Khan admitted to meeting with Ilyas Kashmiri, a leader of the Kashmir independence movement, twice within the last decade. On the second meeting, in 2008, Khan, having reason to believe Kashmiri was working with al Qaeda, gave Kashmiri between $200 and $250 worth of Pakistani rupees in his fight against India.

Khan then sent about $930 worth of rupees from Chicago to a person in Pakistan on on Nov. 23, 2009, via Western Union, according to the FBI. He told the recipient to give Kashmiri about $300 of it. “Although Khan intended the funds to be used by Kashmiri to support attacks against India, he was also aware that Kashmiri was working with al Qaeda,” the FBI said in a statement.

Undercover agents contacted Khan seeking to send money to Kashmiri, “but only if Kashmiri was working with al Qaeda.” Khan agreed to send the $1,000 agents offered to Kashmiri, giving it to his son who was traveling to the UK, where he would later retrieve it. His son was searched and arrested at a UK airport upon arrival, where seven of the ten bills were found on him. Khan, hearing about his son, tried to plea with one of the undercover agents to let him out of the scheme, offering $800 back.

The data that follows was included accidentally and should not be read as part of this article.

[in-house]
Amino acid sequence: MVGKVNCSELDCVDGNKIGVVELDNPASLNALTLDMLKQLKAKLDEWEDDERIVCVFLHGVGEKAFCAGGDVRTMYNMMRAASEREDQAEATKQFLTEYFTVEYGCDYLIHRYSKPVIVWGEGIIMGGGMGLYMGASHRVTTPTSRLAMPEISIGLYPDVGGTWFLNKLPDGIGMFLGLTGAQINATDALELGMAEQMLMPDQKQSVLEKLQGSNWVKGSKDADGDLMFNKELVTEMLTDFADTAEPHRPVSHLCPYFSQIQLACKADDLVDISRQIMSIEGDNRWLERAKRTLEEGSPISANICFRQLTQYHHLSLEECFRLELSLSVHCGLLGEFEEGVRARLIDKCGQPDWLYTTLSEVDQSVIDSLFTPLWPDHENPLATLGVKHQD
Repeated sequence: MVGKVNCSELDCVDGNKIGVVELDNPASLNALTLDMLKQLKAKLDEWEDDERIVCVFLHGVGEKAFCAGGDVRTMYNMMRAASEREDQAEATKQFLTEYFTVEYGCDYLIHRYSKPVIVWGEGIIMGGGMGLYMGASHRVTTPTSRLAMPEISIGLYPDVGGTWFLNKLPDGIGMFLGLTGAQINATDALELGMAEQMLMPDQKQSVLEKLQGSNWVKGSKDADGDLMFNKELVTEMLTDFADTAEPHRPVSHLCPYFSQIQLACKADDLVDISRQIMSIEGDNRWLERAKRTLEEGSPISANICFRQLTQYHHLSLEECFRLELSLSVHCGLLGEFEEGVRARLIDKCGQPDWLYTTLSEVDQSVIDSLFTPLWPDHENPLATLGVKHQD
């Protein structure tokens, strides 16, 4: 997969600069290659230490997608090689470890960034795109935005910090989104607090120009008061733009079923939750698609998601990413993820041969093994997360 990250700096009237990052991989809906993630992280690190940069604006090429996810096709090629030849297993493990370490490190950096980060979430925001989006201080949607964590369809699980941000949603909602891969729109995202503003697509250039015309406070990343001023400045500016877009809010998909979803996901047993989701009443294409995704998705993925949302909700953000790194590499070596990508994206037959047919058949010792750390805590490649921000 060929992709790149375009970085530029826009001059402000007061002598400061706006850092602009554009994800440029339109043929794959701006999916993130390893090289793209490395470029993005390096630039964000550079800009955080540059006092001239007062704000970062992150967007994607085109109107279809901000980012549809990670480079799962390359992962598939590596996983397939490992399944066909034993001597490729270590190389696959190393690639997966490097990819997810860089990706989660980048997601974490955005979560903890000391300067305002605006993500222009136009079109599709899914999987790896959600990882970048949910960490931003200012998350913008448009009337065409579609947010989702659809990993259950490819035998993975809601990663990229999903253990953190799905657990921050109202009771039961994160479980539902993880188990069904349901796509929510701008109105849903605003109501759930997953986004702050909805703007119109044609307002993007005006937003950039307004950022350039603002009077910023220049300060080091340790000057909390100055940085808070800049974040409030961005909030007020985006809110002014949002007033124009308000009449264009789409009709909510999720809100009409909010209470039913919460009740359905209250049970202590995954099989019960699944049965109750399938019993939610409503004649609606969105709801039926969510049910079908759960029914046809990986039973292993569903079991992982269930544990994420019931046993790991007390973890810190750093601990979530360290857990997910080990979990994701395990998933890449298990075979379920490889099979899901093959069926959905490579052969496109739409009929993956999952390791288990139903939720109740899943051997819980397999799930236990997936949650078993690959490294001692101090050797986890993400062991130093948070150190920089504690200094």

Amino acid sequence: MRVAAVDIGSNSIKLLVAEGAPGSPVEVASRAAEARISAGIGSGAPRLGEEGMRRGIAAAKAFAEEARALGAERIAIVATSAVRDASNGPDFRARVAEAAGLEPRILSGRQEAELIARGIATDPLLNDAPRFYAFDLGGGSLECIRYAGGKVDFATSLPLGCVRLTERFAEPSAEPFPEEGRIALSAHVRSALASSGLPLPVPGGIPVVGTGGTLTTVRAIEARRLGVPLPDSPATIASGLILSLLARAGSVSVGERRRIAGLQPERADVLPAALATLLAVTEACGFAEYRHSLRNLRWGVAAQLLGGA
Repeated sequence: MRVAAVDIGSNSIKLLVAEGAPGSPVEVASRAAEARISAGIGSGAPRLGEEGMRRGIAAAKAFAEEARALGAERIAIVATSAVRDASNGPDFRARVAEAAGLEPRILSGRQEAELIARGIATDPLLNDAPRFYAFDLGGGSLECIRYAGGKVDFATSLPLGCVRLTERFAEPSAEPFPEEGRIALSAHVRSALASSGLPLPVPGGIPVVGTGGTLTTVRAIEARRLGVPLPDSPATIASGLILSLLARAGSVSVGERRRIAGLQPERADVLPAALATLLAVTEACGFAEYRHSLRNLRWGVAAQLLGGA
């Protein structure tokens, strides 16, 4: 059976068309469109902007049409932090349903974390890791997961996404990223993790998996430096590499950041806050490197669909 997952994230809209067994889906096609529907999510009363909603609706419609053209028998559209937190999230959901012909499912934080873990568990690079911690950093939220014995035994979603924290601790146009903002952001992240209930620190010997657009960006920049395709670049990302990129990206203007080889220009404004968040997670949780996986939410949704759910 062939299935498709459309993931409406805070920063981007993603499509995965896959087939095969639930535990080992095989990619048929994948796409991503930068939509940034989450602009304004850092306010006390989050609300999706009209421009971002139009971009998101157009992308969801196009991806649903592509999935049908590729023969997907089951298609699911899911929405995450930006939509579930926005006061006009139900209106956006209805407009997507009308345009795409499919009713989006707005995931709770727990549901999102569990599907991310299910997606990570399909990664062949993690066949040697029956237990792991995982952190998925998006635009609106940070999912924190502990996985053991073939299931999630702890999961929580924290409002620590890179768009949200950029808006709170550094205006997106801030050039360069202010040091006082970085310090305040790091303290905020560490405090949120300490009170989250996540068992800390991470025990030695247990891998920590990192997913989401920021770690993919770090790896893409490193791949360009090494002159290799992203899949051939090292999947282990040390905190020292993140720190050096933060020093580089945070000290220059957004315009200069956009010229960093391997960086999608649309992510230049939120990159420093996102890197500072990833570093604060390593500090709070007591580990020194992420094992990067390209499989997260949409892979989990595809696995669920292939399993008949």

Agents File Suit Against DEA for Discrimination

By Danny Fenster
ticklethewire.com

Some DEA agents in the Caribbean are not too happy with the way things are.

Ten Puerto Rican agents filed suit against the agency claiming they receive less pay and riskier assignments than agents sent to the island from the mainland, the Huffington Post reports.

Attorney Bamily Lopez Ortiz said on Monday that the agents were reluctant to file charges but felt deprived of bonuses and incentives given to agents hired on the mainland. The ten agents were all hired in Puerto Rico.

Because Puerto Rico is considered a high-intensity drug trafficking area, agents hired in the US to work in Puerto Rico are eligible for bonuses equal to a quarter of their base pay, meaning some Puerto Rican agents may be owed more than $100,000 in lost pay and damages, Lopez said.

To rea more click here.

Brooklyn Cop Pleads Guilty in FBI Sting

 By Allan Lengel
ticklethewire.com

A Brooklyn cop caught up in an FBI sting pleaded guilty Monday in a smuggling case involving guns, cigarettes and slot machines, the Associated Press reported.

Officer William Masso was among five NYPD cops charged in the smuggling case. Others included three retired NYPD officers and a New Jersey correction officer, AP reported.